I am pleased to see that the LLVM project is making an effort to provide good syntax error recovery. A frustrating barrier to providing better error recovery is lack of information on the kinds of syntax errors commonly made by developers; there are a few papers and reports containing small scale measurements of errors made by students. Perhaps the LLVM developers will provide a mechanism for automatically collecting compilation errors and providing users with the option to send the results to the LLVM project.

One of my favorite syntax error recovery techniques (implemented in a PL/1 mainframe compiler; I have never been able to justify implementing it on any project I worked on) is the following:

// Use of an undeclared identifier is a syntax error in C and some other
// languages, while in other languages it is a semantic error.
 
// no identifier with name result visible here
 
   {
   int result;
   ...
   result=...
   ...
   }
...
calc=result*2;  // Error reported by most compilers is use of an undeclared variable

The ‘real’ error is probably the misplaced closing bracket. Other possibilities include result being a misspelled version of another variable or the assignment to calc being in the wrong place.

There seems to be a trend over the last 20 years to create languages that require more and more semantic information during parsing. Deciphering a syntax error today can involve a lot more than figuring out which surrounding tokens have been omitted or misplaced, information on which types are in scope and visible (oh for the days when that meant the same thing) and where they might be found in the umpteen thousand lines of included source has to be distilled and presented to the developer in a helpful message.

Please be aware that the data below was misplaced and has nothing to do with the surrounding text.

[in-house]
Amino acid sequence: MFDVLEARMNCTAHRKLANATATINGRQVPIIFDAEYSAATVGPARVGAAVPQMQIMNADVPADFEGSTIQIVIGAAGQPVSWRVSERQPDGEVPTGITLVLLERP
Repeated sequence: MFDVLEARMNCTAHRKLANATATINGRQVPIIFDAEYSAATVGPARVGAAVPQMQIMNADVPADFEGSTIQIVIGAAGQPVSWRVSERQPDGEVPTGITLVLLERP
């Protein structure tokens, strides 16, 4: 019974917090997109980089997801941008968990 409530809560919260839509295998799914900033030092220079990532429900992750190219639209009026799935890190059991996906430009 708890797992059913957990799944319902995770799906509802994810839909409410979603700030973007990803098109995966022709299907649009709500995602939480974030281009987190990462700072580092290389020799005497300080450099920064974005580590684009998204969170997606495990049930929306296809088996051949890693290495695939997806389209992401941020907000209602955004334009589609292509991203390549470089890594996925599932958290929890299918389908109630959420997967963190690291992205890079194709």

For a long time compilers have primarily been benchmarked on the quality of their code. With every diminishing returns from improved optimization, the increasing complexity of languages and the increasing volume of header code pulled in during compilation perhaps the quality of syntax error recovery will grow in importance.

  1. April 19th, 2010 at 21:43 | #1

    Hi Derek. I enjoyed reading your post about recovering from parsing errors in compilers. I am interested in the Python programming language. How would you implement recovering from Python ? Python is a dynamic language with duck-typing.

  2. April 20th, 2010 at 00:34 | #2

    @Nadav
    Nadav, I think Python’s line oriented nature would make error recovery easy in many situations, e.g., skip to the next line (more sophisticated recovery would be hard, as it always is). Even a colon missing from the end of a line ought to be easy to recover from.

    I downloaded the Python compiler sources to see what error recover it did and found the comment “XXX To do: error recovery”. This explains my unhappy experiences as a novice Pythonista.

    The compiler’s answer to your dynamic language question is the use of an Earley parser. This surprised me more than the TODO comment (good discussion of tool used); is it a temporary solution to a tough problem that the implementors have not gotten around to addressing yet or is Python’s an even more dynamic language than I know about?